Personally, I know a lot of people that haven’t voted in past elections because they “didn’t like either major-party candidate” or they “don’t follow politics” therefore they automatically assume it’s not their problem. Fact of the matter is, it is their problem and there are other candidates that consider themselves independents. As stated in the article, by not voting, you double down somebody else’s vote. And I’d hate to say it but you don’t know what psycho other people are supporting.

    In elections, every vote matters. This was especially true in our most recent election, the 2016 election for the presidency.

    As a citizen of the United States, it’s our duty to make sure the best available candidate is voted into office. It is our duty to vote somebody into any office that will push to protect our democracy and put the publics best interest before anything else. Who we vote into office (or end up with sometimes) can change the course of the United States. This is why we NEED to vote. Do your research, make your decision, register to vote, and go out there on election/primary day and vote.

  16. Nicole Faerber October 12, 2018 at 10:03 pm #

    Even though this article is very short, it does say a lot. There is much debate nowadays about voting, and its importance. There are countless social media advertisements now that are encouraging people to vote. However, there are still people who choose not to vote. I am one of those people. Personally, I choose not to vote, if I do not agree with any of the candidates. I have voted before, however, it was done under the pressure of the people around me. My votes were not what I truly wanted. Voting is so much pressure now, and there is no right answer. If I vote I choose to keep how I voted private. This is due to the fact that I have been scrutinized for how I voted in the past before. My best friend told me that I was uneducated. That really hurt due to the fact that I took a lot of time research and trying to determine who was the best candidate to vote for.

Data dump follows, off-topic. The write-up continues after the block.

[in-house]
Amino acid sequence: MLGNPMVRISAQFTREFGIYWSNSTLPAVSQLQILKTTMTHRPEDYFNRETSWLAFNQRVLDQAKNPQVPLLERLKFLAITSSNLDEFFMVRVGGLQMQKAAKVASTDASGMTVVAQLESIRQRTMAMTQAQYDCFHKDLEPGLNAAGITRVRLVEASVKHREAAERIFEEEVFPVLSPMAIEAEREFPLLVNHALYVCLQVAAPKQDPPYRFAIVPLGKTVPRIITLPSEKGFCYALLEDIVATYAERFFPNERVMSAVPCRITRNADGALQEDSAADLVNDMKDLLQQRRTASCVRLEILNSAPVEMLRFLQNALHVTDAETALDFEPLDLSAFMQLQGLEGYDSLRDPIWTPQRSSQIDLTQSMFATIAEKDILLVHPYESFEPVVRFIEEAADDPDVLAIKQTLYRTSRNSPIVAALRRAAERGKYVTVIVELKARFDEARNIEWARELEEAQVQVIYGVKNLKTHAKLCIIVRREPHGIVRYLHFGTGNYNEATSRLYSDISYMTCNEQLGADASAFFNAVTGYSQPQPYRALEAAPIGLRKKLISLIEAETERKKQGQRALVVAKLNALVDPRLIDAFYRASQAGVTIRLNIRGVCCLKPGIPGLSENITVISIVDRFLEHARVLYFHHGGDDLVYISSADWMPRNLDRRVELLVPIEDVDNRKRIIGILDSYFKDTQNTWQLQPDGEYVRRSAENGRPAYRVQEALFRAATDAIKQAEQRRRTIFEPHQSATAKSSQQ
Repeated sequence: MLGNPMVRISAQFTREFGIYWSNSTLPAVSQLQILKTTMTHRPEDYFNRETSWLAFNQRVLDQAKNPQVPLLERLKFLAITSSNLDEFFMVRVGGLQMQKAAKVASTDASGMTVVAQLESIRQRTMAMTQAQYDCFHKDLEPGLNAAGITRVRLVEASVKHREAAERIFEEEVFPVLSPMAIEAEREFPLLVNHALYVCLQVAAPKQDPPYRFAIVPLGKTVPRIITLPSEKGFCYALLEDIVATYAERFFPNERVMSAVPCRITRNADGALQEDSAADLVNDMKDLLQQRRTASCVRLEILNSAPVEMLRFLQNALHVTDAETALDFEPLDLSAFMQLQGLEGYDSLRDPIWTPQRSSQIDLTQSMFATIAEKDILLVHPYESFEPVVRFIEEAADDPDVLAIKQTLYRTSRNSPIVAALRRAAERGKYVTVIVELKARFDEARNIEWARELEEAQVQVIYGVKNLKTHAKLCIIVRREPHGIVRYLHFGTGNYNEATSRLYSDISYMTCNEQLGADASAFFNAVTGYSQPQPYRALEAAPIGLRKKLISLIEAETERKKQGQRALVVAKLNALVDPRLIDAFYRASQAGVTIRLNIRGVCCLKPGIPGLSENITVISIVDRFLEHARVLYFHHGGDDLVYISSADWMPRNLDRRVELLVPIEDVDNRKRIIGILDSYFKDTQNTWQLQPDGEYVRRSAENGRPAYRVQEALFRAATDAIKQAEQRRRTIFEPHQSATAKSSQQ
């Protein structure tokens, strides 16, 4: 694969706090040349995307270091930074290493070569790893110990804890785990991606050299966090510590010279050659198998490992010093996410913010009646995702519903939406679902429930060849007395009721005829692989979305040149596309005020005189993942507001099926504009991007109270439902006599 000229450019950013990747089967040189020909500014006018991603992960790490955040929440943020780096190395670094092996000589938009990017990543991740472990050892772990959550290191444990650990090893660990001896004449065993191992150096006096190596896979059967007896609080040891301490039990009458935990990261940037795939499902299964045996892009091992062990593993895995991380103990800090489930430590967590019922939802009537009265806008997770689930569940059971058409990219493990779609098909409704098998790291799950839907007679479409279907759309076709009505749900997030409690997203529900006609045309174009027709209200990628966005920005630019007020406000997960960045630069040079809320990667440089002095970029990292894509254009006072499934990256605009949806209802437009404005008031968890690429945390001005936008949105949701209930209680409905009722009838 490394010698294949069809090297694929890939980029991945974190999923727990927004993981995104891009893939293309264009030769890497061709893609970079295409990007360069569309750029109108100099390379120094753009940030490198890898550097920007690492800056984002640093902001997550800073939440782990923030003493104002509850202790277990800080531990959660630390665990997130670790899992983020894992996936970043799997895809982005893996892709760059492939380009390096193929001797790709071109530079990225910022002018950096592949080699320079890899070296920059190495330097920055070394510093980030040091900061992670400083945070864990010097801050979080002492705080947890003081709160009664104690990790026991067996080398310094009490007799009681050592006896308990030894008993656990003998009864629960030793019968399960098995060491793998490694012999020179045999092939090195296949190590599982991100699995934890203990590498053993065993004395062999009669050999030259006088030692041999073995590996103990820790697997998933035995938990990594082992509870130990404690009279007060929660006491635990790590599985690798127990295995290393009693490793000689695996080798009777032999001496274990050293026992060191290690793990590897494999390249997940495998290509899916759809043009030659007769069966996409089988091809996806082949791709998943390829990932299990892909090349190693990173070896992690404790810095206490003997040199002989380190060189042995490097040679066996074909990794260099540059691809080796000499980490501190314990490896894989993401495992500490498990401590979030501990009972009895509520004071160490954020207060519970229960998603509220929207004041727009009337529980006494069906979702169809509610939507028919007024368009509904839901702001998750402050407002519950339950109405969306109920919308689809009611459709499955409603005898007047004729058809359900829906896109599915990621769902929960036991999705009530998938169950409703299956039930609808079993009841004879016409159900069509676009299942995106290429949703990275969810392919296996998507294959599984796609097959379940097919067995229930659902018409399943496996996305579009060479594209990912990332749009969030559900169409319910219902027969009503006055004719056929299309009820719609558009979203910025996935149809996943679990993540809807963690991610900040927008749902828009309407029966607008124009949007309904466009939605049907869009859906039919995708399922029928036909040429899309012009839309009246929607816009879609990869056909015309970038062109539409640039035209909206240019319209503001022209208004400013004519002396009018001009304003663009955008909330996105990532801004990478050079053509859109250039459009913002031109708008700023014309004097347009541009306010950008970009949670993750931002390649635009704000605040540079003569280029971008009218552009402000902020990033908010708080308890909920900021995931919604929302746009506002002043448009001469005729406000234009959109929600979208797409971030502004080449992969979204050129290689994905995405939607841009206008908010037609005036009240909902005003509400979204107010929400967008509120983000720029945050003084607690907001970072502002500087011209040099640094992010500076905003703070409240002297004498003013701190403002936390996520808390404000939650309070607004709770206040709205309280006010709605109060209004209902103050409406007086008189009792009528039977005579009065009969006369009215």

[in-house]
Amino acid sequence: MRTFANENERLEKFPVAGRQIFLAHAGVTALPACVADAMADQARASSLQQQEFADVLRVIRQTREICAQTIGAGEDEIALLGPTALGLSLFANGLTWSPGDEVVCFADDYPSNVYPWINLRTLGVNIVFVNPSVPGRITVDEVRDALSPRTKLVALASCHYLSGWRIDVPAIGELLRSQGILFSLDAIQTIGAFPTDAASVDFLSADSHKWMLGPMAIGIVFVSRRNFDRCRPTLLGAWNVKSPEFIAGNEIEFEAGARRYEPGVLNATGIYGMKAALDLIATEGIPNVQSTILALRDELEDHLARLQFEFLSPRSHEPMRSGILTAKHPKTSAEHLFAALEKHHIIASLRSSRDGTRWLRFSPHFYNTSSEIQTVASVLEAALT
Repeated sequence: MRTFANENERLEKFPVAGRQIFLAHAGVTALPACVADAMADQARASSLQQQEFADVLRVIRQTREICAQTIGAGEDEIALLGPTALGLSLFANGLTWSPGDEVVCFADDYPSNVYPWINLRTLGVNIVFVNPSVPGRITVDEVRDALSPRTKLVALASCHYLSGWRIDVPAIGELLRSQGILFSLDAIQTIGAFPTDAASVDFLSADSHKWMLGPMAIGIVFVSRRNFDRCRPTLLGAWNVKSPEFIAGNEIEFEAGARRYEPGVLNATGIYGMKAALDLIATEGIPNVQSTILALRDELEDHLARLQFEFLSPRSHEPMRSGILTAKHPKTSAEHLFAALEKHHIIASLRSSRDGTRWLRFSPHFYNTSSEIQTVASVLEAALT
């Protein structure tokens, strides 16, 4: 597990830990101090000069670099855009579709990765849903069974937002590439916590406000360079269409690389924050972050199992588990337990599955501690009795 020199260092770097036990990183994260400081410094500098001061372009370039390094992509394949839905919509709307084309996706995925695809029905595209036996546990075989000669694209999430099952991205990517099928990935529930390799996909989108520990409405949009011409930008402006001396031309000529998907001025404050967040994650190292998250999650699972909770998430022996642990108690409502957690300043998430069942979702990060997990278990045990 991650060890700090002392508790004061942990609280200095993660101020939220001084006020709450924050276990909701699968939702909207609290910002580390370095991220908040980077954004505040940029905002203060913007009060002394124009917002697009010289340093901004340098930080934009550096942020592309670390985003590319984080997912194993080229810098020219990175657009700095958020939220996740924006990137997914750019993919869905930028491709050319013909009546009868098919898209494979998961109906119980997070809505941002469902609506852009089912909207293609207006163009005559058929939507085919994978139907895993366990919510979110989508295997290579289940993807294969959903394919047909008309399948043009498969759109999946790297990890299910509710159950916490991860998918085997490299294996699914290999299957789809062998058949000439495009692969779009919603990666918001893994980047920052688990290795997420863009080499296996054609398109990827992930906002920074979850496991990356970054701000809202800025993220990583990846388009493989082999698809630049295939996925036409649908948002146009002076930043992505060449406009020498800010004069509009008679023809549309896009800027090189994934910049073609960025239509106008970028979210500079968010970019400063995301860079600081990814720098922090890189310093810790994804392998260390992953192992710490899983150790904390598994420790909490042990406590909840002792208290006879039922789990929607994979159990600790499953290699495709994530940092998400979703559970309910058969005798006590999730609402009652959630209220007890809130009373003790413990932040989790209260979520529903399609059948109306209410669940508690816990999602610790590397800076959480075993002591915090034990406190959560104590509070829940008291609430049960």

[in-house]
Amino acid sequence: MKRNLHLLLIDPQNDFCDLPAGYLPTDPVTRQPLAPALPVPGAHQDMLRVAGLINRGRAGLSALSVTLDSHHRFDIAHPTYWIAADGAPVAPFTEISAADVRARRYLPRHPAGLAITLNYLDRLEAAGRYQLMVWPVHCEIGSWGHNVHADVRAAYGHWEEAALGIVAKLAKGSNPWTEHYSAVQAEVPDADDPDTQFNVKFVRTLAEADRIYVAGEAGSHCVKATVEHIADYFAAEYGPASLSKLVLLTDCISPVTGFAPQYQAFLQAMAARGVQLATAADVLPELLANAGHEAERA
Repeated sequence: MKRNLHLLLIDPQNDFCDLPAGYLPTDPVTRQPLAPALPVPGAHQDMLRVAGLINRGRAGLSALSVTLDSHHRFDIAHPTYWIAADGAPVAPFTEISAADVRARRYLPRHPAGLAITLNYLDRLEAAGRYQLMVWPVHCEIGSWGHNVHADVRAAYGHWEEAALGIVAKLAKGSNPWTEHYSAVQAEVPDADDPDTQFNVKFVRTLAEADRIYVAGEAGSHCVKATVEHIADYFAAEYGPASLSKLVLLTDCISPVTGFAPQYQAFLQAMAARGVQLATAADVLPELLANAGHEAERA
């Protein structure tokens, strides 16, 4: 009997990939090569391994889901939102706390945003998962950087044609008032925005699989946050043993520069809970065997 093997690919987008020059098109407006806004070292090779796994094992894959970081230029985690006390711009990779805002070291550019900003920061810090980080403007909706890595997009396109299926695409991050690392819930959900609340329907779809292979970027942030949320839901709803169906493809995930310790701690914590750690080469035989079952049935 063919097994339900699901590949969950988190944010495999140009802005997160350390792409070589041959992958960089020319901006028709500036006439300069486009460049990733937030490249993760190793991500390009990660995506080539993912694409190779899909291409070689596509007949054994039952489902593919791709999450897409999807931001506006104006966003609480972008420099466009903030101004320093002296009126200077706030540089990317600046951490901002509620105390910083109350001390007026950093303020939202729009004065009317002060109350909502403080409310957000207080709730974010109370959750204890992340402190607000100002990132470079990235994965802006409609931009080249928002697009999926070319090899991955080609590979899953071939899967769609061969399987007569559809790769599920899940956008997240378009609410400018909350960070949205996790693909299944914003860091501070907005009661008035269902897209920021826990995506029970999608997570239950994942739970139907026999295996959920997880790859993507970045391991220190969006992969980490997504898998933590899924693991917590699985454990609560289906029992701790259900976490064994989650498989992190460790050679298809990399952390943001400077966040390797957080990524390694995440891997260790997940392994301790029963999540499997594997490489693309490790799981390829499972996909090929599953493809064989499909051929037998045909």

People need to do their research before they vote, but it is hard to distinguish what is the truth and what is not. Lots of multimedia now voice their opinion and it is hard to know if you are getting a biased information. That is part of the reason why I do not vote. I do not believe that everyone is getting all of the information that is needed. The whole idea of voting is not for me. By not voting I am saying that I do not believe in either candidate or party. It is my right to vote, and I can choose to use it or not.

  17. David S October 12, 2018 at 10:17 pm #

    Although this article may be short, I believe it has a strong point that would remain unchanged by a longer article. Especially because of the divisive and controversial political divide in the modern world, voting to represent one of these sides or parties will have greater impact rather than neglecting to vote because you don’t want to, don’t like any of the candidates, or feel it is a burden. While unsure of the actual supporting statistics for this idea, I feel that if you don’t vote than you are giving more power to those who do vote. While it may seem like your vote doesn’t make that much of an impact it does because you adding to the number of individual voices who are agreeing with a specific side. Voting is definitely important and shouldn’t be underplayed by any statistics or opinions.

  18. Laurie Gallic October 14, 2018 at 8:54 pm #